Suppliers of flat-panel and projection displays in the large-screen-TV (over 30in.) market believe they can dislodge the ubiquitous CRT. They are spending billions to upgrade or build new plants to produce the large panels and display electronics for flat-screen or projection TVs they say provide better viewing than CRTs.
But in a market driven by low cost, CRTs are likely to continue holding a decided price advantage over competing technologies for at least a few more years.
A DisplaySearch study of the large-screen-TV market projects that shipments of large TVs will grow from
roughly 171 million in 2003 to more than 217 million in 2007. Though CRT TV sales are expected to grow more slowly than other display technologies, they will still account for the majority of large-screen sales in 2007, the research firm said.
Display suppliers like Matsushita, Philips, and Toshiba are consolidating CRT production in low-cost regions like China, while China's domestic suppliers are also penetrating the market. This is keeping CRT TVs at bargain prices. Most TVs of popular size--25, 27, 32, and 36 inches--are CRTs and list well below $1,000--one of several price thresholds some say a display technology needs to break to gain TV market acceptance.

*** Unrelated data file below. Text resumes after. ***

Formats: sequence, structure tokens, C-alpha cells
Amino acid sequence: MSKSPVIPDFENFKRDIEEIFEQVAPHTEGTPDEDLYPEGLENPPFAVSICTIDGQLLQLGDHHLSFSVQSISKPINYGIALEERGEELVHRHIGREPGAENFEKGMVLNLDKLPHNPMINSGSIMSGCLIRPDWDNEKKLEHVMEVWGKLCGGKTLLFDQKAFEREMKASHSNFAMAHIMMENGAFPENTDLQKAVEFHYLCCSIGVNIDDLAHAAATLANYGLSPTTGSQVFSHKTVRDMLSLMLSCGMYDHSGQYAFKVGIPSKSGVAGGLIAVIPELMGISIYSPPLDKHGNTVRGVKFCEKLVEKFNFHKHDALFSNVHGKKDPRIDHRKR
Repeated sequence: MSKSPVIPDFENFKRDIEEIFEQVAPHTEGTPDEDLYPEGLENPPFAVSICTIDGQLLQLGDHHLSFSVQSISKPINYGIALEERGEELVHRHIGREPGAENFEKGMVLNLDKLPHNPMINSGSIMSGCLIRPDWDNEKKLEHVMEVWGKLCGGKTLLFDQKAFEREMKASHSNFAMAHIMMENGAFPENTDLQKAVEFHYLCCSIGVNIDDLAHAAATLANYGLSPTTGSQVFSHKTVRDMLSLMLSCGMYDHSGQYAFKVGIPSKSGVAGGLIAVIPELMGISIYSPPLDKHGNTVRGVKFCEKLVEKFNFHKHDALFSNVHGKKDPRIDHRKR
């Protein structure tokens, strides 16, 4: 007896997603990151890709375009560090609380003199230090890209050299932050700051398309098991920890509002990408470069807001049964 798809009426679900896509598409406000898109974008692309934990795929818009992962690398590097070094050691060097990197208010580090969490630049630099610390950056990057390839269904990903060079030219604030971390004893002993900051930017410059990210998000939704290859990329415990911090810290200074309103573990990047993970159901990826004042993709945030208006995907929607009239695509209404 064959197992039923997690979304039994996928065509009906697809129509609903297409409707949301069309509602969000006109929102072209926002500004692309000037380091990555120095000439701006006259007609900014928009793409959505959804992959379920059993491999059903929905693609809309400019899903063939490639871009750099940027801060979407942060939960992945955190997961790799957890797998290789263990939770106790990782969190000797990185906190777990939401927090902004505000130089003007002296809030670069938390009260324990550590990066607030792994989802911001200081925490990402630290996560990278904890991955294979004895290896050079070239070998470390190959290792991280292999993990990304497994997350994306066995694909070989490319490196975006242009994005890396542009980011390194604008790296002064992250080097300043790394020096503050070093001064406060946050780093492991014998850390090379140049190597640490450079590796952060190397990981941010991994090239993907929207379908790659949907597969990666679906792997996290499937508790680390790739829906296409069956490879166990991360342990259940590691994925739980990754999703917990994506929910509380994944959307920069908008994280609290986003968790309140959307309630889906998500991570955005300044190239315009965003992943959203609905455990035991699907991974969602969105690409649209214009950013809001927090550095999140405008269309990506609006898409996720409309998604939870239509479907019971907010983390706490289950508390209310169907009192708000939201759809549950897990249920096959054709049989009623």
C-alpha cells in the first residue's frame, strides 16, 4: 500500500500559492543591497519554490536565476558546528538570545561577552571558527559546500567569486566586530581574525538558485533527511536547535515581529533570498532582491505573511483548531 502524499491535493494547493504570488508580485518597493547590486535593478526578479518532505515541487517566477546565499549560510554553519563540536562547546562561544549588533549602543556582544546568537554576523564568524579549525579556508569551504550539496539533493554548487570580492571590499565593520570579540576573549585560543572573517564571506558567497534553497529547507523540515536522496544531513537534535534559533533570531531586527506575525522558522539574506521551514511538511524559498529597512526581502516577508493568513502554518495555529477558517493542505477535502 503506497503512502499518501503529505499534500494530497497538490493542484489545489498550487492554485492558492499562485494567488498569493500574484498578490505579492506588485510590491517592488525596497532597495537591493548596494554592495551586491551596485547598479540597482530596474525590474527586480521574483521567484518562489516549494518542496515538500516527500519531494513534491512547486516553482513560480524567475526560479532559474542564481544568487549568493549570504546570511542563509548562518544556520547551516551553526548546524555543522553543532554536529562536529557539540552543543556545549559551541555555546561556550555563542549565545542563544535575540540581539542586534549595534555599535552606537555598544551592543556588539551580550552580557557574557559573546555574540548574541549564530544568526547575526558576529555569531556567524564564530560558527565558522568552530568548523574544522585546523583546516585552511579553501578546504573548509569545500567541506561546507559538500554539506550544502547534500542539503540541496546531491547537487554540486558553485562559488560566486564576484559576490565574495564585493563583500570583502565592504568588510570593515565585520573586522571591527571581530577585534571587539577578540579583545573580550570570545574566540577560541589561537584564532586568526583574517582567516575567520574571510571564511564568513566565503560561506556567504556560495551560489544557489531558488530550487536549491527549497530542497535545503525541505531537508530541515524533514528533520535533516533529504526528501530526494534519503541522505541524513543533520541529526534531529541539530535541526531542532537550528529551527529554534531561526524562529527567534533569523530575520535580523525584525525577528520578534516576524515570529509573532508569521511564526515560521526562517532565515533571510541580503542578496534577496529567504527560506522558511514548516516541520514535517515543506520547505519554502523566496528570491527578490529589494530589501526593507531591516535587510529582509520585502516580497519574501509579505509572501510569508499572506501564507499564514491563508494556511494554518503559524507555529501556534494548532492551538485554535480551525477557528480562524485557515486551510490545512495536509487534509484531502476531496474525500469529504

Plasma and projection TVs, now priced at several thousand dollars and mostly over 40in. in size, may capture part of the market requiring a wall-hung screen or home theater capability. But unless these displays fall dramatically in price, they don't appear destined to become affordable for the average buyer.
LCDs look best positioned to penetrate the mass TV market, as fifth- and later-generation fabs are built capable of handling large glass substrates that make it possible to economically build TV panels. Sharp, LG.Philips, Samsung, and several Taiwanese suppliers are ramping up these fabs and expect the TV market to improve their margins as they shift production away from products like 15in. desktop monitor panels.
But LCD suppliers had better be careful. Technical issues have caused production delays for some, which becomes critical as competition intensifies. Also, suppliers had better make sure they balance their profit drive against the reality of the consumer TV market. Unless LCD TV panel prices come down soon enough so OEMs can sell, for instance, a 30in. LCD TV for under $1,000, suppliers will find payback on their investment elusive.
Stay tuned for the continuing saga of the large-screen-TV market. Meanwhile, I'm in no hurry to replace my 12-year-old, 20in. CRT TV.
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